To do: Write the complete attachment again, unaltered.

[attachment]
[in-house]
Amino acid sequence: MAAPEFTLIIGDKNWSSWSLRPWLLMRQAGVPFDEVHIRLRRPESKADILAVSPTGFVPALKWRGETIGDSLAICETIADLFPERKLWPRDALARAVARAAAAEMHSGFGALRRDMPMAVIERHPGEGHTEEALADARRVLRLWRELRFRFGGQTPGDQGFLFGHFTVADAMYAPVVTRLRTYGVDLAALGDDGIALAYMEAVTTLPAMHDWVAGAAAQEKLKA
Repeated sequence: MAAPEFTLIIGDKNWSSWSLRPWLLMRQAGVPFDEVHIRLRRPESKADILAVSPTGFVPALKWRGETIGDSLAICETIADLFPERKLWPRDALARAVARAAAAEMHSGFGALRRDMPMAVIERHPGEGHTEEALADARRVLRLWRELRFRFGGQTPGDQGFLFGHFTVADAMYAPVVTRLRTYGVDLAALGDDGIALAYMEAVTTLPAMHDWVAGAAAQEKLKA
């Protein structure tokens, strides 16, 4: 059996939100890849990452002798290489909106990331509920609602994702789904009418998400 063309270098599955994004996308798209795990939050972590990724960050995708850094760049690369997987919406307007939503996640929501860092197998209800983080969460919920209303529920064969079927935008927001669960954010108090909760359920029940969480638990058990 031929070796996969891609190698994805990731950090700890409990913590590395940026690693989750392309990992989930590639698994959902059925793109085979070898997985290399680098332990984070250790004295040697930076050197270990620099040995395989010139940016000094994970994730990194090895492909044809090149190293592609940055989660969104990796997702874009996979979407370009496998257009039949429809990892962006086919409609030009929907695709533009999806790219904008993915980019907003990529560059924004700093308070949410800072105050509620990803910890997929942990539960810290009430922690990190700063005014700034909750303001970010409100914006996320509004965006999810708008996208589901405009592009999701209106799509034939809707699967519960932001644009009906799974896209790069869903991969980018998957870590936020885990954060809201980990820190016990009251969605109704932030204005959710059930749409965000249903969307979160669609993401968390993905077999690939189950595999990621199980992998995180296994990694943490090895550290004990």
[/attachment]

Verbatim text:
[in-house]
Amino acid sequence: MAAPEFTLIIGDKNWSSWSLRPWLLMRQAGVPFDEVHIRLRRPESKADILAVSPTGFVPALKWRGETIGDSLAICETIADLFPERKLWPRDALARAVARAAAAEMHSGFGALRRDMPMAVIERHPGEGHTEEALADARRVLRLWRELRFRFGGQTPGDQGFLFGHFTVADAMYAPVVTRLRTYGVDLAALGDDGIALAYMEAVTTLPAMHDWVAGAAAQEKLKA
Repeated sequence: MAAPEFTLIIGDKNWSSWSLRPWLLMRQAGVPFDEVHIRLRRPESKADILAVSPTGFVPALKWRGETIGDSLAICETIADLFPERKLWPRDALARAVARAAAAEMHSGFGALRRDMPMAVIERHPGEGHTEEALADARRVLRLWRELRFRFGGQTPGDQGFLFGHFTVADAMYAPVVTRLRTYGVDLAALGDDGIALAYMEAVTTLPAMHDWVAGAAAQEKLKA
């Protein structure tokens, strides 16, 4: 059996939100890849990452002798290489909106990331509920609602994702789904009418998400 063309270098599955994004996308798209795990939050972590990724960050995708850094760049690369997987919406307007939503996640929501860092197998209800983080969460919920209303529920064969079927935008927001669960954010108090909760359920029940969480638990058990 031929070796996969891609190698994805990731950090700890409990913590590395940026690693989750392309990992989930590639698994959902059925793109085979070898997985290399680098332990984070250790004295040697930076050197270990620099040995395989010139940016000094994970994730990194090895492909044809090149190293592609940055989660969104990796997702874009996979979407370009496998257009039949429809990892962006086919409609030009929907695709533009999806790219904008993915980019907003990529560059924004700093308070949410800072105050509620990803910890997929942990539960810290009430922690990190700063005014700034909750303001970010409100914006996320509004965006999810708008996208589901405009592009999701209106799509034939809707699967519960932001644009009906799974896209790069869903991969980018998957870590936020885990954060809201980990820190016990009251969605109704932030204005959710059930749409965000249903969307979160669609993401968390993905077999690939189950595999990621199980992998995180296994990694943490090895550290004990």